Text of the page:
Many great men and women of the past were just typical persons using their God given gifts in service to others.  Their conscience prompted them to put what they learned to action.  They were not the most beautiful, brightest, or wealthiest.  They did not aspire to prominence or fame.  In fact, they were quite the opposite.  They were humble and did the tasks not for a reward or to glorify themselves but to further God’s work and glorify Him. They were teachers, surveyors and scholars. Up until they started and completed their mission, they were just doing seemingly ordinary tasks. In thus doing, God was providentially preparing them for His purpose.  I am sure at times they were faced with despair, hardship, and failure but that did not stop them from going forward.  There is purpose in every challenge we have to overcome, and it is important to never give up.  When we think that what we are doing is of little significance or worth, we must remember this quote, “the Lord’s best work is always done in the smallest compass, not in the largest or most famous.” God’s greatest of work is usually accomplished by a small group or individual, in an obscure location known but by a few.

Report ranks Clark County among last in high school graduation rates

By Dave Berns (contact)

A detailed analysis in a story in Education Week, raises further questions about the accuracy of previously reported high school graduation rates for the Clark County and Washoe County school districts, which are responsible for educating 85 percent of the state’s public school students.

The Education Week numbers produced with theEditorial Projects in Education Research Center show that Nevada’s high school graduation rate was 44.3 percent for the academic year ending in 2008. That placed it 50th in the country, just behind of the District of Columbia, which recorded a 43 percent graduation rate.

New Jersey led the nation with an 86.9 percent graduation rate, followed by Vermont at 82.7 percent and Wisconsin with a rate of 81.3. The national average was 71.7 percent.

The Clark County School District lists its 2008 high school graduation rate at 65 percent, according to data found on its website. The Washoe County School District places its 2008 high school graduation rate at 56 percent, according to a report on its website.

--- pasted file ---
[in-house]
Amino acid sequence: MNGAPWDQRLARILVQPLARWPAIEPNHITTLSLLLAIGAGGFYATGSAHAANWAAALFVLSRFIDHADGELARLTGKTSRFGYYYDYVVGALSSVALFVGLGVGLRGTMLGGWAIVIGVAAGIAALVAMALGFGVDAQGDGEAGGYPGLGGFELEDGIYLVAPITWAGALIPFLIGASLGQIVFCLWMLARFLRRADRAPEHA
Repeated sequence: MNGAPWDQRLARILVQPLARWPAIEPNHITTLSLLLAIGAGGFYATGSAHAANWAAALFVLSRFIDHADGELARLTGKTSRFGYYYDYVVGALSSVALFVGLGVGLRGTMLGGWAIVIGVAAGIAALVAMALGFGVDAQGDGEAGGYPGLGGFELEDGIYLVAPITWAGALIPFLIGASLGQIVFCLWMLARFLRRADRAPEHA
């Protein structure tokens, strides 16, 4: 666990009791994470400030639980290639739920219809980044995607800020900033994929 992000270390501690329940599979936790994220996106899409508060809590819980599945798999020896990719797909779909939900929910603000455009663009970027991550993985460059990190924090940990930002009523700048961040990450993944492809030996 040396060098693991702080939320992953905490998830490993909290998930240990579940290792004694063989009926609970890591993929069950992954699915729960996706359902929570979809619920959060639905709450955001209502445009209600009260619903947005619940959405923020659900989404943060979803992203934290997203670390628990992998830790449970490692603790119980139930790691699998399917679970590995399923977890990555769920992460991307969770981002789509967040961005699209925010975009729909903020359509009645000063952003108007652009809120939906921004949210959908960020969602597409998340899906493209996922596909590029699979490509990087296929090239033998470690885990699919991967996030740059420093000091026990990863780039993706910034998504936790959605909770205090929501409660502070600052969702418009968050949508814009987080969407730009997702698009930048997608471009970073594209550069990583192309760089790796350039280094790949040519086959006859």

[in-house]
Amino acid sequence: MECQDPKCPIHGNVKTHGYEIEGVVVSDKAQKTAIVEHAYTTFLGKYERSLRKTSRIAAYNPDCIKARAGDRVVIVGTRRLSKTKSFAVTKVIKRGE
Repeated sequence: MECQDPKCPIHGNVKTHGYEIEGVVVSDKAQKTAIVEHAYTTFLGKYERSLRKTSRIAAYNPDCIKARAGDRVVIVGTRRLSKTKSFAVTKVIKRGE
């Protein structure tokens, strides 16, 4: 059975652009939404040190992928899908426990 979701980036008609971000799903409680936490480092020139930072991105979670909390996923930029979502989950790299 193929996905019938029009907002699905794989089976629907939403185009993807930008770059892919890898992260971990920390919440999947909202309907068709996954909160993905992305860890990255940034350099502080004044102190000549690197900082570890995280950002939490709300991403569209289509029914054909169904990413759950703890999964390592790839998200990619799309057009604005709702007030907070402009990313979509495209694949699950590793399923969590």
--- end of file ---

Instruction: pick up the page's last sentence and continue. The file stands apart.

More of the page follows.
The Education Week article notes that the 71.7 percent national average in 2008 was the highest figure since the mid-1980s and followed two consecutive years of decline and stagnation, and it offered a troublesome note for Nevadans.

“The 44-percentage-point chasm separating the highest- and lowest-performing states remains alarming,” the story says. “The national leaders — New Jersey, North Dakota, Vermont, and Wisconsin — each graduate more than 80 percent of their high school students. At the other extreme of the rankings, fewer than six in 10 students finish high school in the District of Columbia, Georgia, Louisiana, Nevada, New Mexico, and South Carolina. Overall, graduation rates in about half the states fall within 5 points of the national average of 72 percent.”

Long-stated doubts about the accuracy of the Clark County figures have been a point of public frustration for the district’s new superintendent, Dwight Jones, who assumed the job in November and is in the process of adopting a revised methodology that would have placed the school district’s previously reported June 2009 high school graduation rate at 51 percent rather than the previously reported 68 percent.

Jones has publicly expressed his frustrations with the reported numbers, saying that district officials must be open and transparent about the numbers before taxpayers, business and political leaders will support the district’s needs.

Clark County public school administrators have previously discounted from the graduation figures tens of thousands of students who disappeared from the region’s high schools between the 9th and 12th grades. Top officials routinely argued that an unknown, untraceable number of students were lost to transient families that moved in and out of the region and argued that the district had no way of determining what percentage of those students dropped out of school rather than transferring to schools elsewhere in the country.

The new graduation rate is designed to account for the number of students who start the 9th grade with the Clark County School District and finish within four years with a high school diploma rather than a less stringent certificate of attendance. The formula is intended to accurately account for students who transfer in and out of the school system during that period. The Education Week analysis employs a similar formula.

Pedro Martinez, the Clark County School District’s newly hired deputy superintendent of instruction, says just 10 of every 100 students who start the 9th grade within the school district will receive a college bachelor’s degree. That is about half of the national average, and the Southern Nevada figure is lower for ethnic minority students.